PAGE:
Traditional Thai Massage

Traditional Thai Massage
“Nuat phaen boran” is Thai that literally translates to “the ancient-manner massage”. Traditional Thai massage is still alive and well in Thailand – which is good news for holidaymakers who want to experience all the benefits of this ancient practice.

The History of Thai Massage

Thai massage has an esteemed history. The founder of Thai massage, Shivago Komarpaj, is said to be none other than the Buddha's own personal physician over 2,500 years ago. Handed down from generation to generation of Buddhist monks, even today the most famous learning institutions for Thai medicine are located within Buddhist monasteries.

The current practice of Thai massage, however, is thought to be a mixture of these ancient practices together with a nineteenth century movement to combine various Thai healing traditions. Influenced by other forms of traditional Asian medicine, including Aryuvedic medicine from India and Chinese medicine, Thai massage combines the wisdom of various traditions of ancient Asia to create its own unique blend of movement, pressure, and stretching to rejuvenate the human body.

The Theory Behind Thai Massage

As in other systems of Asian medicine, Thai medicine believes in 72,000 distinct pathways in the body that carry the body's energy. Referred to as “meridians” in other forms of Asian medicine (such as acupuncture), in Thai massage these pathways are called “sen” and are said to carry the body's “lom”, or air. Traditional Thai massage therapists focus on manipulating the sen lines by applying pressure to various points along those lines so that the lom once again flows freely. Pressure is combined with yoga-like stretches designed to stimulate the sen and pump the lom throughout the body.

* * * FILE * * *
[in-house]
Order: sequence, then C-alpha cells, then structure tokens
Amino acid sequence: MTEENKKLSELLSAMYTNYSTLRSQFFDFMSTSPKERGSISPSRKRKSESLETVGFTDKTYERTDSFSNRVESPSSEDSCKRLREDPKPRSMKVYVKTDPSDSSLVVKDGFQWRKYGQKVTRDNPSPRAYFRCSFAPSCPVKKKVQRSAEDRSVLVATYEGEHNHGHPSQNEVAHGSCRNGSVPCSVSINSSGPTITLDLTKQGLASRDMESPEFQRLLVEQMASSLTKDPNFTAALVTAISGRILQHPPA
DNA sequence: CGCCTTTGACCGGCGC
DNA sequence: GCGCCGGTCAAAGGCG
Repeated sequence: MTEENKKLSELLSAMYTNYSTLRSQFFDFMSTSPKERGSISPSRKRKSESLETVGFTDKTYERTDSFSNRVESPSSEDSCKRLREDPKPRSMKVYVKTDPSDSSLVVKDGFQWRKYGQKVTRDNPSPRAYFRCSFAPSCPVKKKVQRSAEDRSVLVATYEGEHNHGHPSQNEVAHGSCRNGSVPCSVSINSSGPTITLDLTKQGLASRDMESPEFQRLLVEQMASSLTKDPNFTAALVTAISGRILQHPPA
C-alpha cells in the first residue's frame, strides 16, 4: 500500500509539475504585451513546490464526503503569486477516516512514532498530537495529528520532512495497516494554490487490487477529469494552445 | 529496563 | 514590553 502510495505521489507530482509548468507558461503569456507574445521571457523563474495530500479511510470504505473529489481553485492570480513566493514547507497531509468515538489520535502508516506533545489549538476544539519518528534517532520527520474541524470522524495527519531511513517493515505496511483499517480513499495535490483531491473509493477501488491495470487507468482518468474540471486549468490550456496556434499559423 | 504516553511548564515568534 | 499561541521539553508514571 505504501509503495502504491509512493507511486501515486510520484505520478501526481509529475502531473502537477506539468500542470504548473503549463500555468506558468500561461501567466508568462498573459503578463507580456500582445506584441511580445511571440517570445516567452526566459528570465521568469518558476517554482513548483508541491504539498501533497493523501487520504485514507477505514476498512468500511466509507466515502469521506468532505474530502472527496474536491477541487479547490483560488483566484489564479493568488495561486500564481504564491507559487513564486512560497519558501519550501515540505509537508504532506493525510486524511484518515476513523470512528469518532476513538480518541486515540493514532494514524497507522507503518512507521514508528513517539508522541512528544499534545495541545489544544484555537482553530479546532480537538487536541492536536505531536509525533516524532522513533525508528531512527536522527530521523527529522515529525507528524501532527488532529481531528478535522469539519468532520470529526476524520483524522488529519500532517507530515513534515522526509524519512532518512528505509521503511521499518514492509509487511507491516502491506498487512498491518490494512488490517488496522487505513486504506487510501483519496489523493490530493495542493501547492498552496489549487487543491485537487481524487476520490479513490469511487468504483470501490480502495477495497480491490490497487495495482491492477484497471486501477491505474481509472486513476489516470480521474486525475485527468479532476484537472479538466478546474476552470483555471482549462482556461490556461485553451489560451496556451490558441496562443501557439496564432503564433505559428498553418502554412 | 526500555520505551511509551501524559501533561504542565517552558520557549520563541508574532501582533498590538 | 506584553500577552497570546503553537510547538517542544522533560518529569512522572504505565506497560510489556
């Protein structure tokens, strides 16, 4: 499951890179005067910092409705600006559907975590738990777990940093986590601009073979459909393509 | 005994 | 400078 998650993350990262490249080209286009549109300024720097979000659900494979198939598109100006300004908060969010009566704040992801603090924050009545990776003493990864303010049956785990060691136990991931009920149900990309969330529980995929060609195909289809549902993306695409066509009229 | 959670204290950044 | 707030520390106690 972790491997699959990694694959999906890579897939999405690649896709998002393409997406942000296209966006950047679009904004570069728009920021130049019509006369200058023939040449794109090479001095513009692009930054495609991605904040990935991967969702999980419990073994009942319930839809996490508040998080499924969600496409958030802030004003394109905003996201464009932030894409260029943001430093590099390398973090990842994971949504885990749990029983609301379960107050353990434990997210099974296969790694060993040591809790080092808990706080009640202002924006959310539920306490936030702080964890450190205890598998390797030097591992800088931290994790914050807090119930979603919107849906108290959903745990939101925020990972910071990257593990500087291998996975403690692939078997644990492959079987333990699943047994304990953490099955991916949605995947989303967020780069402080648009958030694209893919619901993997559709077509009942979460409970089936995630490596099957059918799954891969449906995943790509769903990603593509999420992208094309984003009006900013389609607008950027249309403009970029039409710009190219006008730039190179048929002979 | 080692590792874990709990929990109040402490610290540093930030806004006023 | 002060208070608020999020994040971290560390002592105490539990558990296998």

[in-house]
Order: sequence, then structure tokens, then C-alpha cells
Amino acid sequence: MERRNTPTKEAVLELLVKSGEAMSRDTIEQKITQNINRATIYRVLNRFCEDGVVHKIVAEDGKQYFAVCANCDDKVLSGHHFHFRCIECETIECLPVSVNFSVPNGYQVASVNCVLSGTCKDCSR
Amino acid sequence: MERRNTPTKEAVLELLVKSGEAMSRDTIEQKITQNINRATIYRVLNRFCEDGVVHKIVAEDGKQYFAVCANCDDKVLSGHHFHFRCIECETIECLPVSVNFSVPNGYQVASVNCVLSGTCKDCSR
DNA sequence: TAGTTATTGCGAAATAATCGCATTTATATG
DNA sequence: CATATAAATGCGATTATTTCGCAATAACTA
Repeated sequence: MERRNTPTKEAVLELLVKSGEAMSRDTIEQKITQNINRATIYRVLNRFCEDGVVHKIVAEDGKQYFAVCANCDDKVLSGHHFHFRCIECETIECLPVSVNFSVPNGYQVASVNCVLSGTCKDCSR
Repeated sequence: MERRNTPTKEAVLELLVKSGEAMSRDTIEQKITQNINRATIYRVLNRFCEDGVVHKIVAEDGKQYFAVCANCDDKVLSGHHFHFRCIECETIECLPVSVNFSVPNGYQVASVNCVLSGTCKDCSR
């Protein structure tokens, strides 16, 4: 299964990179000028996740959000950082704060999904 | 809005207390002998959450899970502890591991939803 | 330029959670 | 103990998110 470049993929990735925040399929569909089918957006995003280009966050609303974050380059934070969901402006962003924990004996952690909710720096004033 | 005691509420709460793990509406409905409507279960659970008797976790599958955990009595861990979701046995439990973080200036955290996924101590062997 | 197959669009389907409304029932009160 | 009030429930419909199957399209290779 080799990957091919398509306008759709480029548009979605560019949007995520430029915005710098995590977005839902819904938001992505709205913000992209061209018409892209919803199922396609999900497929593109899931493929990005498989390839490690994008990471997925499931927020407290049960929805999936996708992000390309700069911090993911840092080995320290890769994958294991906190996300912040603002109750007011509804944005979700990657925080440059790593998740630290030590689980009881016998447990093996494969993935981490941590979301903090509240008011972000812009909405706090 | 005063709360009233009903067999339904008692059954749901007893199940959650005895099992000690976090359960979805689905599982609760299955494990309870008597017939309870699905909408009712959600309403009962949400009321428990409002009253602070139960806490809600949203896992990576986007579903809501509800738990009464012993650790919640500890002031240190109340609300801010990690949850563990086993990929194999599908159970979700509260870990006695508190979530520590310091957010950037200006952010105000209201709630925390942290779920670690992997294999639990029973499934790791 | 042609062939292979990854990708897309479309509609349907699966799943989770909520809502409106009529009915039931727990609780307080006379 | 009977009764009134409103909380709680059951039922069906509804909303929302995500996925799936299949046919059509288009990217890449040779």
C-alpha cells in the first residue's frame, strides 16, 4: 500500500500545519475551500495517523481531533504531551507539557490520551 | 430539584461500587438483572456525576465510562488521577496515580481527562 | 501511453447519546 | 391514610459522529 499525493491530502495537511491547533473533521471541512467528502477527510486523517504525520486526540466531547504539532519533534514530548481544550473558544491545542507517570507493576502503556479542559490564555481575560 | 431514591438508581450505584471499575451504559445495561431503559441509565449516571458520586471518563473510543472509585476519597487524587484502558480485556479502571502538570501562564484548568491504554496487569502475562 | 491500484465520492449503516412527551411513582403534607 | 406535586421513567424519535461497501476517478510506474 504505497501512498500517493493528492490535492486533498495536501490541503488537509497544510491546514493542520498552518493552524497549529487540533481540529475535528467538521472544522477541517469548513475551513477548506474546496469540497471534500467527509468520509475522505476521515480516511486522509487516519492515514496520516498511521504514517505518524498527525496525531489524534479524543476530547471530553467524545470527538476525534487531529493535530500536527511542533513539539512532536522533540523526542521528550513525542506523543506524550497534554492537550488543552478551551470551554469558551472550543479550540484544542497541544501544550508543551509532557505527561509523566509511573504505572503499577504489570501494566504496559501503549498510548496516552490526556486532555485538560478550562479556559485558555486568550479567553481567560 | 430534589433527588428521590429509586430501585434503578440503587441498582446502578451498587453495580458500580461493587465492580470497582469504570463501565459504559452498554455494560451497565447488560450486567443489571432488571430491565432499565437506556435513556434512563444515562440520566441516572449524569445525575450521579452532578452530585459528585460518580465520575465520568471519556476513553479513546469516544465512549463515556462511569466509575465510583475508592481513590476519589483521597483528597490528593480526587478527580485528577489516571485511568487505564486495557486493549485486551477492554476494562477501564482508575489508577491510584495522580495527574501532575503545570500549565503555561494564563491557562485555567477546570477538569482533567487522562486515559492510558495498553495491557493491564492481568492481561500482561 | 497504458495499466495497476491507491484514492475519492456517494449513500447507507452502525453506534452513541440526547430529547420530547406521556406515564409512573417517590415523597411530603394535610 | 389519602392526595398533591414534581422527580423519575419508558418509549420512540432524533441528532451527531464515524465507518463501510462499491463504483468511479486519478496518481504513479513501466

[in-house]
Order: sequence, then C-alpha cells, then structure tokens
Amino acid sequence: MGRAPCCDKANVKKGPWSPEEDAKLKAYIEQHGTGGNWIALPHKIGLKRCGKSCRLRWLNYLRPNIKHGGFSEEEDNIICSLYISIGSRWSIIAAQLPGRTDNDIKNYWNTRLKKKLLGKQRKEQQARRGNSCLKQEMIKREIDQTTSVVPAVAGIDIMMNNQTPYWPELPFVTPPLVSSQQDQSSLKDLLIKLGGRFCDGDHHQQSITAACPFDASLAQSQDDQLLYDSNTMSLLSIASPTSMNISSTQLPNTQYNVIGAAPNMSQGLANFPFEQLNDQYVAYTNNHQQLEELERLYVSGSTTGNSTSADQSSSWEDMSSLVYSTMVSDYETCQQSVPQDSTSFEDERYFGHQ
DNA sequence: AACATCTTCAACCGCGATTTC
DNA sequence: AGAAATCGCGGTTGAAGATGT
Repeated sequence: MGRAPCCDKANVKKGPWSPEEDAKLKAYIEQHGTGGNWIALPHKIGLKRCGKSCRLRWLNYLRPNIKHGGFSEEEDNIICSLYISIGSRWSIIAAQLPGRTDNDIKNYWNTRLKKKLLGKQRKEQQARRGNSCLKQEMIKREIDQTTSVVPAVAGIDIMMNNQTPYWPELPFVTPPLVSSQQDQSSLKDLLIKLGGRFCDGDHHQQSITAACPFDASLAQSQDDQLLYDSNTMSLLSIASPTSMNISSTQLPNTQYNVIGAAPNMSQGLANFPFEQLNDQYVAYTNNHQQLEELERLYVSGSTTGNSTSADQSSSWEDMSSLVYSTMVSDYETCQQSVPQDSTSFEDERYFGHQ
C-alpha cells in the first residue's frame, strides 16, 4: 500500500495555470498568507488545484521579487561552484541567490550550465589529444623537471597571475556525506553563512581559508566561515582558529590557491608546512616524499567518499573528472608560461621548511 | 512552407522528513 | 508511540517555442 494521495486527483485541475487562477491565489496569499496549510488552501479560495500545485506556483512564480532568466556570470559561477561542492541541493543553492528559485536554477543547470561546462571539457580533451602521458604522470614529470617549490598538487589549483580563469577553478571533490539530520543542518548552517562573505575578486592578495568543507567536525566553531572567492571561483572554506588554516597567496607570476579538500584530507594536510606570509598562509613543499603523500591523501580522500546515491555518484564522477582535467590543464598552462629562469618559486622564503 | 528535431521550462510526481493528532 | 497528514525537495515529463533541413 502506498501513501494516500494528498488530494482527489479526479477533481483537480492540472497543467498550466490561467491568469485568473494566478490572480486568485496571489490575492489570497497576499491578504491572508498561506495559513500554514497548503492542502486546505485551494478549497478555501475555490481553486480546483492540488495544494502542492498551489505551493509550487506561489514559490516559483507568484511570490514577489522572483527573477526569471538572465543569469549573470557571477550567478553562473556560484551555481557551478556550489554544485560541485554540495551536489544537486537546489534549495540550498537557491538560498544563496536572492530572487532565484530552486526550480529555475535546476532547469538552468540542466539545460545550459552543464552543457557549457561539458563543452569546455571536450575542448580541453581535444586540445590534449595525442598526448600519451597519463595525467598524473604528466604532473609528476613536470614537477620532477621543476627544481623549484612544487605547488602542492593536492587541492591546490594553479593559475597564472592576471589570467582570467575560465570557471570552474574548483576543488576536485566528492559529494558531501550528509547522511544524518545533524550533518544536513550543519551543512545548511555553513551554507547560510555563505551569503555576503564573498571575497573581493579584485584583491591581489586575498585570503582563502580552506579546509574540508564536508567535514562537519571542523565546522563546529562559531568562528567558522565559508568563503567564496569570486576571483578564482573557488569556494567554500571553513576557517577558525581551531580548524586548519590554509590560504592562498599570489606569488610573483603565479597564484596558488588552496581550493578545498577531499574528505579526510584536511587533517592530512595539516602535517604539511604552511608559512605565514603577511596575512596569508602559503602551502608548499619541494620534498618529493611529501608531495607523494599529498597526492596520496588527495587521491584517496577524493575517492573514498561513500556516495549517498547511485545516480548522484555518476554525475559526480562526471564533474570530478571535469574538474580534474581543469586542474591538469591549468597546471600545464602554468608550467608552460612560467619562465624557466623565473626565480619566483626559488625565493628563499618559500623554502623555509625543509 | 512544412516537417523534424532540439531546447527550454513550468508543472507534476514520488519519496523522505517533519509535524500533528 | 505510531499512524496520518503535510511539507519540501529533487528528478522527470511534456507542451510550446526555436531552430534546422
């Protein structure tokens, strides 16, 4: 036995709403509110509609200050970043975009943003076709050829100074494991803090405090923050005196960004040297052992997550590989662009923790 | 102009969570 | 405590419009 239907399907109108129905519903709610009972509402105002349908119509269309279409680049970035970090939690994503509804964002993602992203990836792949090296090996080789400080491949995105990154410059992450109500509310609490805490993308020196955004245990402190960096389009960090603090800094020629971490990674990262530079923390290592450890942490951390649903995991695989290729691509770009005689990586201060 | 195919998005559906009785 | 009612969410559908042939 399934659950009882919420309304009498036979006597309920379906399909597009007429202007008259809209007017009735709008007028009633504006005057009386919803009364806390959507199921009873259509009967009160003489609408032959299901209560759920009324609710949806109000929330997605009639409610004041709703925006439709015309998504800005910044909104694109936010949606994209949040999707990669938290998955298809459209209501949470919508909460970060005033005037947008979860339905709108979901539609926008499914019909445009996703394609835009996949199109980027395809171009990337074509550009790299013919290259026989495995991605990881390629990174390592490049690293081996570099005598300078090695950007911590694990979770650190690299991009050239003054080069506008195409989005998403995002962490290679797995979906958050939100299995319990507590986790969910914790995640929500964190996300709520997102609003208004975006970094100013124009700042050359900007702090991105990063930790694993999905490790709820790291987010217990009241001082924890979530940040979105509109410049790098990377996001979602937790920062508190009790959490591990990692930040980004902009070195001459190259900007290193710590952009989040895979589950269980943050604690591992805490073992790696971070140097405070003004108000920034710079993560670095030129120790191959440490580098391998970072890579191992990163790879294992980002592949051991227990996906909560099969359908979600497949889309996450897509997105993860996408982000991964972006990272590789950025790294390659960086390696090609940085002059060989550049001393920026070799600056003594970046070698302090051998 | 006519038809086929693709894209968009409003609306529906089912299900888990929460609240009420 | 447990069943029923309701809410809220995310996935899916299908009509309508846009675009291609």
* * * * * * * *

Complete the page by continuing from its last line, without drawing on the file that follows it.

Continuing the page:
As such, Thai massage doesn't always look like what most westerners think of as massage. There are no oils, no lotion, and sometimes no soft massage table while passively allowing the massage therapist to work on your body. Instead, while you get your traditional Thai massage, you can expect massage techniques to also include assisted stretching and a few yoga-like postures. Sessions can take a while – sometimes more than two hours – as you and your massage therapist work together to restore your body.

Where to Find a Traditional Thai Massage

Thailand, of course, is the best place to go for a traditional Thai massage. The Buddhist Temple WatPo, also known as the Temple of the Reclining Buddha, is a great place to go to receive a traditional Thai massage or to study the ancient Thai massage techniques. A royal monastery since 1782, WatPo has served as the center of Thai medicine since the medical and massage school opened there in 1955. Another well-known spa for traditional Thai massage in Bangkok is Marble House.

If you're after a genuine Thai massage then watch out for Bangkok's “massage parlours”, which are more often associated with sexual services than with any kind of traditional Thai massage. Also be wary of flashy, upmarket massage parlours which claim to offer “traditional” Thai massage, but actually aren't that much different than the massage you would find at a western spa. Devoid of the traditional stretches of Thai massage, and adding things like oils and reflexology, these new massage studios cater only to a western audience and, though pleasant, have lost the traditional elements that make traditional Thai massage unique.

For a traditional massage, expect to pay 300 Baht (£5), plus a tip of at least 100 Baht (under £2). At a place like WatPo, you pay more (but get what you pay for). Expect to pay 500 – 1,000 Baht (£9 - 18).

Considering how low the prices are, you're only cheating yourself if you don't drop in to a spa for a traditional Thai massage while visiting Thailand. Get to WatPo if you can, but if you can't, ask around for a reputable Thai masseuse who knows what she (it's almost always a she) is doing.

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